NOT SO FREE ENTERPRISE
by Virginia Postrel • Sep 16, 2003 at 10:16 pm
My facialist/waxer/all-round grooming aide Denise is one of those newly self-employed people who make Timesmen gloomy and bloggers like InstaPundit and Kausfiles sit up and take notice. (By way of background, scroll down to the September 7 entry on Kausfiles and check out the "cottage industries" entries on GlennReynolds.com.) Recession or no recession, she decided to quit her spa job and go into business for herself, starting about a month ago. She rents a room in a suite of people in related businesses--hair stylists, colorists, massage therapists, etc. These microentrepreneurs share some tastefully decorated common spaces--restrooms, a laundry room, seating in the hallways--but furnish their own small facilities, buy all their own supplies, and manage their own affairs. It's a clever real estate arrangement, well suited to these small aesthetic businesses.
Late last week, one of the other tenants told Denise that an inspector from the state cosmetology commission was on the premises. In her two decades in the field, it was the first time she'd ever seen of an inspector, but Denise wasn't worried. Her cosmetology license is up-to-date, and her facilities are immaculate. (She's a bit of a clean freak.)
Little did she know that the state requires an "independent contractor's license," which entails no additional qualifications, merely a $65 fee. This license is, as far as I can tell, purely a shakedown. You pay your money and give them your address. The license has nothing to do with either professional qualifications (that's the cosmetology license) or tax payments (that's another state department). But those $65 fees add up. And if you don't have the independent contractor's license, you get socked with a $500 fine--precious working capital Denise had planned to use for supplies. (Her landlord got hit with a $1,000 fine for each contractor who lacked the required license.) She is not a happy entrepreneur.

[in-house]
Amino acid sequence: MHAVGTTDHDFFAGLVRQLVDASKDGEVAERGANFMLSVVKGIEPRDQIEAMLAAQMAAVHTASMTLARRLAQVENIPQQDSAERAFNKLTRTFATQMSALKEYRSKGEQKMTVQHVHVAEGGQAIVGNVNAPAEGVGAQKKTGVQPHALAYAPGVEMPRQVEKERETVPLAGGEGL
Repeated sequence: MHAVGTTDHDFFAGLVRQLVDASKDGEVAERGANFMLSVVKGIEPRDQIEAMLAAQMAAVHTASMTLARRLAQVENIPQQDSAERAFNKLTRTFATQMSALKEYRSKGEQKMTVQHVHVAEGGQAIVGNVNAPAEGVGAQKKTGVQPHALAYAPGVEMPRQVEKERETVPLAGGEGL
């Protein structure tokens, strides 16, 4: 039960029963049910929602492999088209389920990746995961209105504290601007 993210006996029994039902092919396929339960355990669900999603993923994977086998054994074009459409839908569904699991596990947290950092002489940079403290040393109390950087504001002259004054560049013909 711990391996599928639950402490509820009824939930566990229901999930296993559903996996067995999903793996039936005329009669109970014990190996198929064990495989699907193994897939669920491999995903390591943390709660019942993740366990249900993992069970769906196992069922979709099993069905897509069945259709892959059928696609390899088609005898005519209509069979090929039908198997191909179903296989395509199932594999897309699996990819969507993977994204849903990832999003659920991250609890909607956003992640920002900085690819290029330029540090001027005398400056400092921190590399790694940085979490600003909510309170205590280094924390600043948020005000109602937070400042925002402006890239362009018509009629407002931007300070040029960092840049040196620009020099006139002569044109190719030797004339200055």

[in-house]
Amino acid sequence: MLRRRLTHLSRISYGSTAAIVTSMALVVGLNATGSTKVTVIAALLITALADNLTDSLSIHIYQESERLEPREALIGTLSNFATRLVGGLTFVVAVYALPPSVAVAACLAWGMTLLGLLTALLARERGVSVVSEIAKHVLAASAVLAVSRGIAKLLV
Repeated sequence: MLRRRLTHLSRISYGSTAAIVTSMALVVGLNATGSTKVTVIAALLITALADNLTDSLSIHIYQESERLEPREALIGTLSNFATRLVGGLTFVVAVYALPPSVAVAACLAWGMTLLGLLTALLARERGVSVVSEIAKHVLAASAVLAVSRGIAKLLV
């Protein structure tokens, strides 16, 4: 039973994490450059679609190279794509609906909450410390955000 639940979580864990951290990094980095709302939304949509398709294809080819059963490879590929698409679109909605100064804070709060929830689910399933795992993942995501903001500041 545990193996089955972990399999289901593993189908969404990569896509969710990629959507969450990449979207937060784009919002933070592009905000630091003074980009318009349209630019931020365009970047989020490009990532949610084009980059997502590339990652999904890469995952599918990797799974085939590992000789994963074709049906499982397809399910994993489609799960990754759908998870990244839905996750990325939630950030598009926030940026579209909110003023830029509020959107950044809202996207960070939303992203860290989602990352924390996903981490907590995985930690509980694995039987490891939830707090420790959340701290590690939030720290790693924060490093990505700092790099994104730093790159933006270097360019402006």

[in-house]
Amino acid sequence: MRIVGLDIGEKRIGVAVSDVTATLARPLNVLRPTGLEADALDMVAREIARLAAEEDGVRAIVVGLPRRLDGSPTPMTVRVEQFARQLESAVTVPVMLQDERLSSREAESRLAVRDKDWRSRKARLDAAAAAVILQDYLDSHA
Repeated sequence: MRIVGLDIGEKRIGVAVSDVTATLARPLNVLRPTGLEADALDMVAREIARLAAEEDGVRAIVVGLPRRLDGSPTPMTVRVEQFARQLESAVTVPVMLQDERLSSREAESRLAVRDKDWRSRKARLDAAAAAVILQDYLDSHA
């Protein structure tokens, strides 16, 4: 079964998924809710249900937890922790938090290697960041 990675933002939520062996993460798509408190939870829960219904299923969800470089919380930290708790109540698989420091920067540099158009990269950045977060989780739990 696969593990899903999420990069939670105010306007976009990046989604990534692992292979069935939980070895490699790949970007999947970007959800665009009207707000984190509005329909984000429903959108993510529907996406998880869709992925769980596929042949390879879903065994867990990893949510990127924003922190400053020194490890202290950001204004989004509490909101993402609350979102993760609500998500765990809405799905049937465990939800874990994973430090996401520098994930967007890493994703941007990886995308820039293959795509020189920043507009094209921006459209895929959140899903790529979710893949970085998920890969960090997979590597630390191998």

After a bit of rooting around, I managed to find some some mention of the independent contractor's license on the state cosmetology commission's website. But it would be very easy to overlook that information, which isn't featured on the home page. From a first glance, you'd think the commission was concerned with professional qualifications and protecting the public from bad perms and mangled manicures. But you'd be wrong.
This harassment is happening in business-loving, entrepreneur-celebrating Texas. It persists because this sort of petty bureaucratic hassle--and the associated hidden taxes--is so routine that it doesn't constitute "news" and hence never becomes a political cause. But it's stifling business expansion just when the economy most needs it, and it's punishing bold, productive people.
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